“It’s very important to support the living conditions of people and the kind of behaviour that they follow and the lifestyle that they need in the community.”
To address such social factors, new skill sets are required, Assoc Prof Lee said at the inaugural Asia Pacific Social Prescribing Conference.
To this end, SingHealth has introduced wellbeing coordinators, who are non-clinical staff embedded in clinical teams to identify and support patients facing social risk factors that may affect their health outcomes.
The social prescribing programme has benefitted almost 1,000 patients.
TRAINING MORE IN SOCIAL PRESCRIBING
The cluster also aims to train 600 health and community care workers yearly through a new arm, the SingHealth Community Hospitals Office of Learning.
It will boost social prescribing efforts, for example, through an educational programme it has created with Ngee Ann Polytechnic.
The Health and Social Care Coordinator Course, which is open to people from different walks of life, equips students with skills and knowledge to support social prescribing and to work in multi-disciplinary teams of social and healthcare professionals.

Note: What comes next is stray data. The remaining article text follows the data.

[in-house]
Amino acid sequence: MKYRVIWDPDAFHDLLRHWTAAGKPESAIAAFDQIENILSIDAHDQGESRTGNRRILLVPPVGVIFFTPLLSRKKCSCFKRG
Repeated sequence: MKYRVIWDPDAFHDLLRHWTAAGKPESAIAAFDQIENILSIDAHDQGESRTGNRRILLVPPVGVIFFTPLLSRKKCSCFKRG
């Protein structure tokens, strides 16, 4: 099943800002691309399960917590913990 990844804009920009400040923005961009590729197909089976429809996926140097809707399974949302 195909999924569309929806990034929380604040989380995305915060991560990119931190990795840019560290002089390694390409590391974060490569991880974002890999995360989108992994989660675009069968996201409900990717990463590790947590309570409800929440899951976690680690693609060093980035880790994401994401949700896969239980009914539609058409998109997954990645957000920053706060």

One of the course attendees is Ms Caral Goh, who is now a part-time patient activity coordinator at Sengkang Community Hospital.
Before that, the former editor of a meditation and health magazine thought engaging with patients seemed like a pastime, she said. After attending the course, she learnt the purpose of such activities under the concept of social prescribing.
“I learned to actively engage, actively listen to build trust with patients, so that we can find out their social determinants of health. This will take a lot of trust,” she said.
SingHealth will also involve family physicians in upcoming workshops on the topic.
There are other ongoing efforts to spread the concept of social prescribing. For example, it was introduced into Duke-NUS Medical School’s curriculum this year.
IMPORTANCE OF SOCIAL FACTORS
Speaking at the conference organised by SingHealth and SingHealth Community Hospitals, Minister-in-charge of Social Services Integration Desmond Lee said that as Singapore shifts towards preventive health, social factors, “which are sometimes not easy to put our arms around”, have to be addressed.
Individuals and families that have the most complex needs often face interlocking challenges that involve various issues including on the social, health, and family fronts, he noted.